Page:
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Baikonur (Tyuratam) Space Launch Site



Baikonur Space Launch Site  – Cosmodrome

Tyuratam Missile Test Range

Nauchno-Issledovatel'skii Ispytatel'nyi Poligon N.5 (NIIP-5)

or Scientific-Research Test Range N.5

Space reconnaissance KH-7 photos of Baikonur Tyuratam in 1966  –  unique (nowhere else) cofee mug and T-shirt

baikonur launch site tyuratam missile range coffee mug baikonur launch site tyuratam missile range coffee mug baikonur launch site tyuratam missile range t-shirt

displaying the cosmodrome (missile range) area and zoomed-in first space launch pad (Sputnik, Gagarin, Soyuz)
and main residential and headquarters area (Tyuratam, Leninsk, Baikonur)

coffee mug  –  baikonur launch site tyuratam missile range t-shirt      T-shirt  –  baikonur launch site tyuratam missile range t-shirt

other rocket science stuff


tyuratam baikonur schematic

Tours to space launches at Baikonur

It is possible to visit Baikonur as a tourist and attend space launches.

Main tour operators:

Vegitel  –  http://starcity-tours.com

Mir Corp.  –  http://mircorp.com

Space Affairs  –  http://space-affairs.com

Space Adventures  –  http://spaceadventures.com


Very brief history of Tyuratam-Baikonur

The Soviet government established Nauchno-Issledovatel'skii Ispytatel'nyi Poligon N.5 (NIIIP-5), or Scientific-Research Test Range N.5 (future Tyuratam or Baikonur) by its decree of 12 February 1955.

The U-2 high-altitude reconnaissance plane found and photographed for the first time the missile test range on 5 August 1957. The location of the new rocket center was identified on the World War II German topographical map near Bf., or Bahnhof (station in German), Tyuratam. Dino A. Brugioni, an assistant to the chief of the CIA's Photo-Interpretation Division (PID), named the launching site Tyuratam, following the intelligence community practice of naming installations after the nearby towns. The USSR kept the location of the missile range secret.

Blazing the Trail page 310-323 Only in 1961 after the launch of the first man to space, Yuri A. Gagarin, the Soviet Union publicly identified the launch site location as Baikonur after a small town ... nearly 200 miles (320 km) northeast away.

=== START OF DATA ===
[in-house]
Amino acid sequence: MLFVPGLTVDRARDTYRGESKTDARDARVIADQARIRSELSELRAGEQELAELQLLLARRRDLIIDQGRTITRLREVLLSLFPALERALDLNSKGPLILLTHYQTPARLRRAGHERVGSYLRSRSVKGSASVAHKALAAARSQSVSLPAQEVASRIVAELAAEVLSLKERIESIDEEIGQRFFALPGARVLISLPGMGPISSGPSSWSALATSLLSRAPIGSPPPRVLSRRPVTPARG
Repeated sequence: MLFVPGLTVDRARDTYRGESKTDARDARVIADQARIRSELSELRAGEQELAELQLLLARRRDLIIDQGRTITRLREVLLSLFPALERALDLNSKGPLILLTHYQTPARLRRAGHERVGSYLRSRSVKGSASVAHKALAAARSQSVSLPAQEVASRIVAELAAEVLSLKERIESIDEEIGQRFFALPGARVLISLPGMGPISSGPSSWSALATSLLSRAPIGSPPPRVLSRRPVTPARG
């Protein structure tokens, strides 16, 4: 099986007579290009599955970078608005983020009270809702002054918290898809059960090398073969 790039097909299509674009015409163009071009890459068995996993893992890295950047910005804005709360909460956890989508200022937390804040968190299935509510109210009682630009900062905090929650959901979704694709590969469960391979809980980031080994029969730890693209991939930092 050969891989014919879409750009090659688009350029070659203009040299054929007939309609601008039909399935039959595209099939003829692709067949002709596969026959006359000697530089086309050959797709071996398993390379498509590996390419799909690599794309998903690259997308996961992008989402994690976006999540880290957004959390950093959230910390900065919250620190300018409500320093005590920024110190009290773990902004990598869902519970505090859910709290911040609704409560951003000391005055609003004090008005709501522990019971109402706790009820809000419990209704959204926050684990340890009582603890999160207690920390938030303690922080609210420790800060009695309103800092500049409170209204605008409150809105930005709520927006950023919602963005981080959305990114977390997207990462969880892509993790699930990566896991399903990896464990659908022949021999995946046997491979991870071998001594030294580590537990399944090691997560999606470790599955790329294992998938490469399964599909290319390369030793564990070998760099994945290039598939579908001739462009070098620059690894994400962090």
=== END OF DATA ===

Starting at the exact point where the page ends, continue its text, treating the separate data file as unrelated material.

See M. Gruntman, Blazing the Trail. The Early History of Spacecraft and Rocketry, AIAA, 2004 for the historic and technological background and context. (Many major libraries  –  more than 500 worldwide  –  have the book in their collections.)
Pages 310–323 of the book (in Chapter 14 "Gateways to Heaven"  –  history of Cape Canaveral, Vandenberg, Tyuratam-Baikonur, Plesetsk) describe the history of the establishment and construction of the Tyuratam Missile Test Range (Baikonur Space Launch Site  – Cosmodrome).

fragments of the decree of the USSR Council of Ministers establishing the Tyuratam Baikonur Missile Test Range –  Page 312 from Blazing the Trail
shows parts of the decree of the USSR Council of Ministers establishing the Tyuratam (Baikonur) Missile Test Range.

composite satellite image of the early Tyuratam Baikonur launch complex, the cosmodrome, obtained by Corona on 30 May 1962 –  Page 321 from Blazing the Trail
shows a composite satellite image of the early Tyuratam (Baikonur) launch complex, the cosmodrome, obtained by Corona on 30 May 1962. Also shown (zoomed in) are the first space launching pad (first satellite sputnik, first cosmonaut Gagarin) and the settlement, later called Leninsk.


rocket equation coffee mug for rocket scientists rocket equation mousepad for rocket scientists rocket equation T-shirt for rocket scientists yes-to-engineering sticker for rocket scientists
other rocket science stuff



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